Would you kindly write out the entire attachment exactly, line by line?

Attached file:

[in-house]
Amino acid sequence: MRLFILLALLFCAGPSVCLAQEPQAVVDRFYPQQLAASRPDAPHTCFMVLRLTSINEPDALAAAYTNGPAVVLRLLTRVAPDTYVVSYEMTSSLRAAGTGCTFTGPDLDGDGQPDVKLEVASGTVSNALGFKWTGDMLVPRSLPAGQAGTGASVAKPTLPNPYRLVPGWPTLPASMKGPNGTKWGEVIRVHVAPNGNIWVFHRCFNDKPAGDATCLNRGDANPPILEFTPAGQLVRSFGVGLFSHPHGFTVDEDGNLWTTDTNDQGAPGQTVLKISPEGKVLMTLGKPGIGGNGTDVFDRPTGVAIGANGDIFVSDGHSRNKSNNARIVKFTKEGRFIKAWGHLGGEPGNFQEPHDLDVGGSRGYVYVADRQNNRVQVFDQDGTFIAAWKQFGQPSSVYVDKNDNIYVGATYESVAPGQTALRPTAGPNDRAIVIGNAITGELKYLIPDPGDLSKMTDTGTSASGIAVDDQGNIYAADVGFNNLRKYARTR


[in-house]
Amino acid sequence: MRLFILLALLFCAGPSVCLAQEPQAVVDRFYPQQLAASRPDAPHTCFMVLRLTSINEPDALAAAYTNGPAVVLRLLTRVAPDTYVVSYEMTSSLRAAGTGCTFTGPDLDGDGQPDVKLEVASGTVSNALGFKWTGDMLVPRSLPAGQAGTGASVAKPTLPNPYRLVPGWPTLPASMKGPNGTKWGEVIRVHVAPNGNIWVFHRCFNDKPAGDATCLNRGDANPPILEFTPAGQLVRSFGVGLFSHPHGFTVDEDGNLWTTDTNDQGAPGQTVLKISPEGKVLMTLGKPGIGGNGTDVFDRPTGVAIGANGDIFVSDGHSRNKSNNARIVKFTKEGRFIKAWGHLGGEPGNFQEPHDLDVGGSRGYVYVADRQNNRVQVFDQDGTFIAAWKQFGQPSSVYVDKNDNIYVGATYESVAPGQTALRPTAGPNDRAIVIGNAITGELKYLIPDPGDLSKMTDTGTSASGIAVDDQGNIYAADVGFNNLRKYARTR